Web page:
NGM's refusal to accept BAE's drop hands offer (an admissible offer - which NGM did not beat at trial) was clearly a relevant factor; had it been accepted, costs plainly would have been saved. Whilst the making of the offer could not justify BAE's refusal to mediate, it was nonetheless conduct that the court could take into account when exercising its discretion on costs.

In essence, BAE's unreasonable refusal to mediate and NGM's failure to accept an offer that it did not beat at trial, served so as to cancel each other out – the court's rationale that the refusal to mediate and the failure to accept the offer both meant that the parties lost the opportunity to resolve the case without a hearing. The court therefore made a standard costs order, namely that NGM, as the losing party, pay BAE its costs on the standard basis.

Comment

With a glance only as to the costs ruling, the case may be seen as a weakening by the courts of its stance on an unreasonable refusal to mediate (as had been clearly set out in Halsey and PGF). On closer inspection, this is not so – the court finding that BAE had been unreasonable in refusing to mediate despite this being a case where: (i) it was seen as an 'all or nothing' dispute based on a discrete contractual interpretation; (ii) the winning party had correctly identified the strength of its position; and (iii) the party refusing mediation could demonstrate a detailed and measured consideration as to its refusal.

In avoiding an adverse costs order in this case, BAE was able to point to its drop hands offer, and NGM's rejection of it, as conduct which restored a level of equality to the court's costs balancing exercise.

The case highlights the importance, not only of ADR, but also of the other factors set out in CPR 44.2(4) on which the court can place weight in deciding the costs order it is to make. Further, it serves to add some further meat on the bones of the Halsey principles, thereby assisting parties (and their legal teams) in identifying those cases (which, from the PGF and NGM judgments will be rare) in which would be reasonable to refuse to mediate.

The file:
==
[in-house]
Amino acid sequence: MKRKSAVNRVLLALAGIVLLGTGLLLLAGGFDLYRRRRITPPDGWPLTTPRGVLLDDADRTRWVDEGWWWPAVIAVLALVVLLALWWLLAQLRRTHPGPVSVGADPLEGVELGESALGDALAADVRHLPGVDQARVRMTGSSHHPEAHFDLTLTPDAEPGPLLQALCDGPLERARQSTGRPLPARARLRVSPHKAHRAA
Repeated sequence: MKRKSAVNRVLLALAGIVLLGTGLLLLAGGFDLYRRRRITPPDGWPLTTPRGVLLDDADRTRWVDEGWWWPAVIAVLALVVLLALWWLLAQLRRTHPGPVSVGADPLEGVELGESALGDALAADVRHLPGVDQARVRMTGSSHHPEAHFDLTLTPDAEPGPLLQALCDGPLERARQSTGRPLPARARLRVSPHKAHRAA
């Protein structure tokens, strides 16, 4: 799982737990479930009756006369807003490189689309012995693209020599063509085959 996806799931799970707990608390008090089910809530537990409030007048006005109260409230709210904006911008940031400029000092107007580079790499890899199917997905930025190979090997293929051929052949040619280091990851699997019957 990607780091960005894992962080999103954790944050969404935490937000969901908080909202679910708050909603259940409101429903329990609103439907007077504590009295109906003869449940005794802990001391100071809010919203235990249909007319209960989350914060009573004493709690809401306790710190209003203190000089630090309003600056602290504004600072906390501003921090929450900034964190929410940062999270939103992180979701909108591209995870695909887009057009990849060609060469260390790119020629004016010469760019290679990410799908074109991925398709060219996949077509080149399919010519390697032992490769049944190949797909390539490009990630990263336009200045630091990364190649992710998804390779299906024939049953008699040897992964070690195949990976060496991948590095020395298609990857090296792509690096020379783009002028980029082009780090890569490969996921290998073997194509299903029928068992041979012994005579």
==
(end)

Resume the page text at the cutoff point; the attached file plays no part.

The content of this article is intended to provide a general guide to the subject matter. Specialist advice should be sought about your specific circumstances.

To print this article, all you need is to be registered on Mondaq.com.

Click to Login as an existing user or Register so you can print this article.

Authors
Ben Rees
 
In association with
Related Video
Up-coming Events Search
Tools
Print
Font Size:
Translation
Channels
Mondaq on Twitter
 
Register for Access and our Free Biweekly Alert for
This service is completely free. Access 250,000 archived articles from 100+ countries and get a personalised email twice a week covering developments (and yes, our lawyers like to think you’ve read our Disclaimer).
 
Email Address
Company Name
Password
Confirm Password
Position
Mondaq Topics -- Select your Interests
 Accounting
 Anti-trust
 Commercial
 Compliance
 Consumer
 Criminal
 Employment
 Energy
 Environment
 Family
 Finance
 Government
 Healthcare
 Immigration
 Insolvency
 Insurance
 International
 IP
 Law Performance
 Law Practice
 Litigation
 Media & IT
 Privacy
 Real Estate
 Strategy
 Tax
 Technology
 Transport
 Wealth Mgt
Regions
Africa
Asia
Asia Pacific
Australasia
Canada
Caribbean
Europe
European Union
Latin America
Middle East
U.K.
United States
Worldwide Updates
Check to state you have read and
agree to our Terms and Conditions

Terms & Conditions and Privacy Statement

Mondaq.com (the Website) is owned and managed by Mondaq Ltd and as a user you are granted a non-exclusive, revocable license to access the Website under its terms and conditions of use. Your use of the Website constitutes your agreement to the following terms and conditions of use. Mondaq Ltd may terminate your use of the Website if you are in breach of these terms and conditions or if Mondaq Ltd decides to terminate your license of use for whatever reason.

Use of www.mondaq.com

You may use the Website but are required to register as a user if you wish to read the full text of the content and articles available (the Content). You may not modify, publish, transmit, transfer or sell, reproduce, create derivative works from, distribute, perform, link, display, or in any way exploit any of the Content, in whole or in part, except as expressly permitted in these terms & conditions or with the prior written consent of Mondaq Ltd. You may not use electronic or other means to extract details or information about Mondaq.com’s content, users or contributors in order to offer them any services or products which compete directly or indirectly with Mondaq Ltd’s services and products.